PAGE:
Like most every business writer First CoffeeSM is an aspiring novelist. Unfortunately most of us get caught in the sand trap of being a “one day novelist,” as in “one day, I’ll write a novel.” And of course we never do, as such activity doesn’t provide the steady paychecks work like this does.

Enter NaNoWriMo, National Novel Writing Month. For the past few Novembers, Chris Baty has supplied would-be novelists with the one thing they’re usually missing to get a novel written: A deadline.

Face it, much in this world wouldn’t happen without deadlines. Novel writing is, as First CoffeeSM has found, one of those things. His solution is simple yet effective: From November 1st to November 30th, you’ll simply promise to produce 50,000 words of fiction. It might very well suck, if it’s a first draft it will almost certainly suck, as noted marksman Ernest Hemingway once said “The first draft of anything is shaving cream.”

Baty’s idea is hey, you’ll have it done, then you can revise and improve to your heart’s content. Hard to revise and polish and perfect a rough draft that doesn’t exist in the first place. So November is the month to be ruthless to your life and Just Get It Done. Let goods and kindred go – as Baty advises, “empower your kids to drive themselves to school. Nothing instills character in a child like operating a piece of heavy machinery.”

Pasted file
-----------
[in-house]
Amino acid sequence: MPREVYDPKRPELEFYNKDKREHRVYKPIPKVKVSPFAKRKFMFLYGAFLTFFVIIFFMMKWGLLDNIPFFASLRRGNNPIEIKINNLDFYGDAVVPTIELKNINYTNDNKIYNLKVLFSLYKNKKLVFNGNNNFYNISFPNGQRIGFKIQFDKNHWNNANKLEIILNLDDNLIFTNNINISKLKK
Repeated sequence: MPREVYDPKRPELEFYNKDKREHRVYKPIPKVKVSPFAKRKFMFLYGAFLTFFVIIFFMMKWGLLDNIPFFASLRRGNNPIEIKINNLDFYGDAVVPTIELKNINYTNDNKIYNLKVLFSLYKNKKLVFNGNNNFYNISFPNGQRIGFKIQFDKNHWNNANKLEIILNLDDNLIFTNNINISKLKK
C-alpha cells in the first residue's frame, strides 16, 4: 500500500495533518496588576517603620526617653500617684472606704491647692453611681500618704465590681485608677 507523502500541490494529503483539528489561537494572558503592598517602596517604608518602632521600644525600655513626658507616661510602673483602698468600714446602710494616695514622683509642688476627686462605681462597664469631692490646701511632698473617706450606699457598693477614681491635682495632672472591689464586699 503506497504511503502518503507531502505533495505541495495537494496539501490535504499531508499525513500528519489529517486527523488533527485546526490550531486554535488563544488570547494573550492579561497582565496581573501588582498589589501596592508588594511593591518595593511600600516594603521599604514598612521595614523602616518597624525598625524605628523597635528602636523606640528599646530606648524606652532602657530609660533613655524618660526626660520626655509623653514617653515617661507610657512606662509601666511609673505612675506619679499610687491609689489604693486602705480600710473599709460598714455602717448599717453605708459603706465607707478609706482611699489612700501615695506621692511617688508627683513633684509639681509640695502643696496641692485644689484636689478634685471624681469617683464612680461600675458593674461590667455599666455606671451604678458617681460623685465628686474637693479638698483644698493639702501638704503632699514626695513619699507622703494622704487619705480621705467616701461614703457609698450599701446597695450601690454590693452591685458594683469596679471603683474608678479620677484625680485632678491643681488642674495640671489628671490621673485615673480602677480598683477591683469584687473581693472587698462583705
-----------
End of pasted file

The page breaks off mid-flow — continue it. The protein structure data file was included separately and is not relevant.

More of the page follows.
First CoffeeSM found out about it in San Francisco a few weeks ago to attend Dreamforce ‘05. He met up with PR whiz Andrew Pray, who over a beer or two said a friend worked at the San Francisco Chronicle, and somehow mentioned, briefly and in passing, that she’d worked on a book on how to write a novel in a month. First CoffeeSM’s ears perked up, there was a Chronicle book store near the hotel, and exactly one copy of Baty’s book No Plot? No Problem! left.

First CoffeeSM bought it, read it on the plane back to Turkey, the light went on, and now there’s a 1,667 word quota to fill each November day with novelizing. 1,667 x 30 = 50,010.

What kind of novel is 50,000 words? It’s not War And Peace, but it is The Great Gatsby, Of Mice And Men, The Catcher In The Rye, Brave New World, The Adventures Of Tom Sawyer and The Hitchhiker’s Guide To The Galaxy. Not embarrassing company.

The silly deadline and ridiculous emphasis on speed and production derives from a solid human truth Baty’s hit on: The less time you have to sit and obsess over details, the more chance you have of getting them right. Or, as he says, you’ll be surprised how creative you can be when you stop worrying about being creative.